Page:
• Posted on: 08/14/2017

    Will Aldi upset the grocery home delivery cart?

    If you are not offering home delivery, you will not be in the game.The interesting question for the future is whether retailers like Aldi will be able to build out their own logistics, or if all but Amazon and Walmart will be dependent upon third-party delivery for the last mile.With Aldi now entering the home delivery game on the back of Instacart, one has to wonder how long it will be before someone buys Instacart. If Bezos were running Walmart, an Instacart acquisition would probably already be in the works.
  • Posted on: 08/10/2017

    Do Amazon Marketplace sellers need outside help?

    Amazon Marketplace has truly become a "siren" calling third-party sellers. The lure is quickly increasing online sales via a turnkey platform. The danger is drowning in a sea of anonymity.Amazon offers amazing turn key services for third-party sellers that are very attractive for those without a platform or major web presence. The tremendous growth in Amazon web traffic and delivery capabilities are services that few third-party sellers can match themselves.However, with millions of other sellers now offering millions of products on the Marketplace, there is no guarantee of sales or being discovered. If there's one area where third-party sellers can benefit it is how to market and standout from the crowd on Marketplace. Mr. Thompson has it right: "[success] requires constant nurturing by updating its marketing."Third-party sellers also need assistance regarding how to protect their brands on Amazon Marketplace, but that's worthy of a discussion topic on another day.
  • Posted on: 08/08/2017

    Should executive pay structures change to address slower growth at retail?

    Results count ... everything else is conversation.Executives get paid for producing results. However, there is a danger in focusing on just the short-term quarterly and annual results.Executives, particularly the CEO, are also responsible for vision and strategy. There has be some sort of flexibility in the overall compensation to incent key executives to stay long enough to implement the strategy.
  • Posted on: 08/04/2017

    Can customer journey methodology level the playing field for brick and mortar retail?

    Brick-and-mortar retailers have a long legacy of product-centric marketing and driving traffic to a location. Big box retail stores were built on reaching the masses through broadcast media.Customer journey marketing and personalization is built upon marketing to the "unit of one" -- the individual. Instead of frequency and reach of mass media, retailers now need to focus on collecting individual customer data across time and place. That requires Big Data and analytics that most legacy systems were never designed to analyze. It also requires investments that stretch many retailers' capital and budgets.However in the age of omnichannel consumer behavior, CRM trumps market segmentation.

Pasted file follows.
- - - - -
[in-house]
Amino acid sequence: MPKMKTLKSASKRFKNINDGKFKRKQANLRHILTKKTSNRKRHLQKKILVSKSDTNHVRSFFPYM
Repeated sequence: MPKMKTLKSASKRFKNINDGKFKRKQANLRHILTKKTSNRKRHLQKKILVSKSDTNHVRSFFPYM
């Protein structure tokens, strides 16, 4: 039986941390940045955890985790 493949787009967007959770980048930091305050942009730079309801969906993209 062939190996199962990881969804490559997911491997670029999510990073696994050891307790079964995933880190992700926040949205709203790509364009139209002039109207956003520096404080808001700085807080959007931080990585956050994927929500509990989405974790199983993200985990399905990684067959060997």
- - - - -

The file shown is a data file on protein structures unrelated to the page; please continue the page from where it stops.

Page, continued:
• Posted on: 08/03/2017

    Will grocery stores become the new mall anchors?

    Will grocery stores in malls generate traffic? Yes. Will grocery stores be successful in mall locations? That depends upon thinking outside of the box.We've entered an age of retail where if you build it, they might not come. It is far less about the building/location and much more about fulfilling the customer's rising expectations.To be successful in a mall location, grocery stores will need to consider:
    • Growing customer preferences for being able to shop online;
    • Very efficient click and collect options ... especially with current mall parking configurations often requiring long walks;
    • Options for home delivery.
    Currently, mall floor space is some of the most expensive retail real estate, and groceries are a very low-margin business. Given the overall decline in mall traffic, grocery stores will have do much more than sell to walk-in traffic.
  • Posted on: 08/02/2017

    Should user-generated content move beyond product pages?

    Amazon built its empire on the backs of UGC -- customer reviews, customer photos, videos and the ever expanding Q&A.But as Glenn Taylor suggests, most of the UGC has been very product-centric. Retailers and marketers should be moving to UGC 2.0 to expand and augment the customer experience before, during and after the sale.Speaking of augmenting the experience, there are a host of new opportunities becoming available to use Augmented Reality to deliver and enhance UGC both in-store and online.As with everything in the world of marketing, there needs to be the appropriate filters and approval in place. The last thing a brand can afford is inappropriate UGC content going live and out of control.
  • Posted on: 07/28/2017